General and specific combining ability of quality protein maize (Zea mays L.) inbred lines for major foliar diseases and other agronomic traits at mid-altitude of Ethiopia
Lemi Yadesa, Debela Diro and Zelalem Tafa
Even though maize is an essential cereal crop for food security, many foliar diseases provide the biggest dangers to and constraints on the country's maize production, leading to low yields, particularly of high-quality protein maize (QPM). As a result, Ethiopia's national maize research program has published QPM maize varieties that are suitable for the nation's highland, mid-altitude, and low moisture stress agro-ecologies. However, because of these and other characteristics that have restricted farmers from adopting them, the market share of these types is often low. One of the effective tools for finding the best combiners that may be employed in crosses to accumulate biotic resistance and productive alleles is general and specific combining ability study. During the 2019/2020 main season at Bako and Jimma, a line x tester analysis comprising 36 crossings produced by crossing 9 chosen maize inbred lines with 4 testers was assessed for several desirable agronomic features. The experiment's goal was to ascertain the QPM inbred lines' GCA and SCA combining prowess in relation to key foliar diseases and Ethiopia's mid-altitude agroecology. Three replications by an alpha-lattice pattern were used to analyze the crossings. Grain yield, Turicum leaf blight, Grey Leaf Spot, Common Rust Disease Severity Index, Days to Silking Interval, and Days to Maturity were all noted for study. For almost all of the qualities under study, mean squares analysis of variance revealed significant mean squares attributable to crosses. The majority of the examined traits had significant GCA mean squares attributable to lines and tests. The majority of features and the most prevalent foliar maize diseases across locations were likewise significant using SCA mean squares. The current study found that for the majority of examined variables, GCA and SCA variants were of comparable relevance. A negative and extremely significant GCA effect was seen for husk cover in the inbred lines L1, L2, L5, and L8. From this research, it can be concluded that significant foliar diseases of maize, higher performing hybrids, inbred lines with desirable GCA and cross combinations with desirable SCA effects for grain production, and other features were successfully identified.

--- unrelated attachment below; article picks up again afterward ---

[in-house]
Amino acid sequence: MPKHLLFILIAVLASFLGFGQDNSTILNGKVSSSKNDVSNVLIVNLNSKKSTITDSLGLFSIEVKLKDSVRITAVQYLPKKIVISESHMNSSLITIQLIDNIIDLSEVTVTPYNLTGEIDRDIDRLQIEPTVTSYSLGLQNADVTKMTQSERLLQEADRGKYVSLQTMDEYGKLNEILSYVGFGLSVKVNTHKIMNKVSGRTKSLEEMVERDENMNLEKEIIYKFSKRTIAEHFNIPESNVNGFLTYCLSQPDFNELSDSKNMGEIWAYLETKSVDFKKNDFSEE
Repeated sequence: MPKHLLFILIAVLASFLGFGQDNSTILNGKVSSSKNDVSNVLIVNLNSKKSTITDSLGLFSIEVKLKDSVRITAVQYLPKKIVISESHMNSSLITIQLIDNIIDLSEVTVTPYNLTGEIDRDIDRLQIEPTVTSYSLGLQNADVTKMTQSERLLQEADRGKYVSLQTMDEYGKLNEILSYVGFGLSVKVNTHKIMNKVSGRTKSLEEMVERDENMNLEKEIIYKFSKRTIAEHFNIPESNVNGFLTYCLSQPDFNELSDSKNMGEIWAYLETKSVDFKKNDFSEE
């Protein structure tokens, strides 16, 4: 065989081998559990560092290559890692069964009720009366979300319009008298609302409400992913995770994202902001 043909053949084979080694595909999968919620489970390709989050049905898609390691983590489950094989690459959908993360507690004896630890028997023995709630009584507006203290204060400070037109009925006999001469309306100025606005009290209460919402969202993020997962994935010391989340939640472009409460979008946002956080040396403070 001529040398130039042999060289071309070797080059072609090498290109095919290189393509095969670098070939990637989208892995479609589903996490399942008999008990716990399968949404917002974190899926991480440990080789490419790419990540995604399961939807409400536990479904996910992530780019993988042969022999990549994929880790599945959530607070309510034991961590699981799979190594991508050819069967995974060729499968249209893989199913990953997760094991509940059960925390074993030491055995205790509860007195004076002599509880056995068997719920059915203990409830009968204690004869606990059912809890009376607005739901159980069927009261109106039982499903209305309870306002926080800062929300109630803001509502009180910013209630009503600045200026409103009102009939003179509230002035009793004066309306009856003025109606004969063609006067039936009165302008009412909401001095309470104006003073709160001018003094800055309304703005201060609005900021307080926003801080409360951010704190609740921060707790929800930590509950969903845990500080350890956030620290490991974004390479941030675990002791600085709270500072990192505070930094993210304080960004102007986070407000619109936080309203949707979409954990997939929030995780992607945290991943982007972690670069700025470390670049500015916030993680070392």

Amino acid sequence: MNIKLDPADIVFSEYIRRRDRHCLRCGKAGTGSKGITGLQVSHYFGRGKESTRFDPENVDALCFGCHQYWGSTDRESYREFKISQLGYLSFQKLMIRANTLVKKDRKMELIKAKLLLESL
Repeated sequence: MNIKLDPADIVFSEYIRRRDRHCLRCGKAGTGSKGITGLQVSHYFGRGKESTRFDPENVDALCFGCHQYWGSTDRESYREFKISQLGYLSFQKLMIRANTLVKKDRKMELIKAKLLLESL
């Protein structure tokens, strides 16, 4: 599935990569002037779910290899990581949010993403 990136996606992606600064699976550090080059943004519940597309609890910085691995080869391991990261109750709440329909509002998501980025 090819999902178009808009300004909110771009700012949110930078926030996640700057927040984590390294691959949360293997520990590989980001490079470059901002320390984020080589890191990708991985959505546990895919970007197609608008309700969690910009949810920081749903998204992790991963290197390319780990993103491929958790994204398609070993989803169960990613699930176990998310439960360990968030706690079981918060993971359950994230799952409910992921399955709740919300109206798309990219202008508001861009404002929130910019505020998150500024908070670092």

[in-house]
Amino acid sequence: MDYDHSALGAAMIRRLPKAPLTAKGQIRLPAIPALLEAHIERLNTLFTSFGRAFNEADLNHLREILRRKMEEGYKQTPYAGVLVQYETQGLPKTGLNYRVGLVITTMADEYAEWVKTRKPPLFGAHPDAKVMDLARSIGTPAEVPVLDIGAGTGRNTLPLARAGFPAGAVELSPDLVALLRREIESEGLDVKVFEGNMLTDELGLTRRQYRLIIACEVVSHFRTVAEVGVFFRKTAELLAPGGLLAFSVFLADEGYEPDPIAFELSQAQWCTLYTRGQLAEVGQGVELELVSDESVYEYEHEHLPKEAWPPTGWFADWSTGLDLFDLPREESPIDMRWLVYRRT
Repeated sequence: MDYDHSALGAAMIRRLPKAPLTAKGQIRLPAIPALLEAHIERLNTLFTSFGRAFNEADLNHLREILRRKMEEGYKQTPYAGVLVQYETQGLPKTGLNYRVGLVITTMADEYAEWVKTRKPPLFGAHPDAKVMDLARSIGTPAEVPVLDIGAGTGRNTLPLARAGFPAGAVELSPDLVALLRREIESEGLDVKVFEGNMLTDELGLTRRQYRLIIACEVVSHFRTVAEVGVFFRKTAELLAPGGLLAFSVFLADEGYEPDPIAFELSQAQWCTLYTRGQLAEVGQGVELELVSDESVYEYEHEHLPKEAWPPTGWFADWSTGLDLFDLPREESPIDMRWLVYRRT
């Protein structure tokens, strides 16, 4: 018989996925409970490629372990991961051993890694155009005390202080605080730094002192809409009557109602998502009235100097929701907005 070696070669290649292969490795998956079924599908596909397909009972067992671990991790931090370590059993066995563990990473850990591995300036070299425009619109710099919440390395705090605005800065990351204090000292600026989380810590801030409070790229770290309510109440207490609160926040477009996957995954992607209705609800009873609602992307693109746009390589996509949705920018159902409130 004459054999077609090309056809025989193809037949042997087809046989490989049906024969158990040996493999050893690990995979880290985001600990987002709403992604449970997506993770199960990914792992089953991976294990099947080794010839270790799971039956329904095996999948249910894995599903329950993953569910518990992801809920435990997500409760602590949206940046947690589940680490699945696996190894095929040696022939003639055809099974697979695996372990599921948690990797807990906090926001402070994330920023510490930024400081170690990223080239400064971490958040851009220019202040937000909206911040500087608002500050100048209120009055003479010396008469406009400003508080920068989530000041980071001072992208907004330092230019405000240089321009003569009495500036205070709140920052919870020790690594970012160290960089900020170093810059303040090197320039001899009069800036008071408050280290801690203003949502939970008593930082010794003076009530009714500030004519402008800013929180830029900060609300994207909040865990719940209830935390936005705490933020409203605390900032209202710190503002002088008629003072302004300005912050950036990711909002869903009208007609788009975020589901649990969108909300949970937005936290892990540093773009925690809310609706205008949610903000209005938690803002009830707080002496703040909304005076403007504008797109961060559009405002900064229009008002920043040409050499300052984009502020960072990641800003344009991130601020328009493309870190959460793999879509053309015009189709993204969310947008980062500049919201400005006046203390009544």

Lemi Yadesa, Debela Diro, Zelalem Tafa. General and specific combining ability of quality protein maize (Zea mays L.) inbred lines for major foliar diseases and other agronomic traits at mid-altitude of Ethiopia. Int J Res Agron 2022;5(2):81-90. DOI: 10.33545/2618060X.2022.v5.i2b.113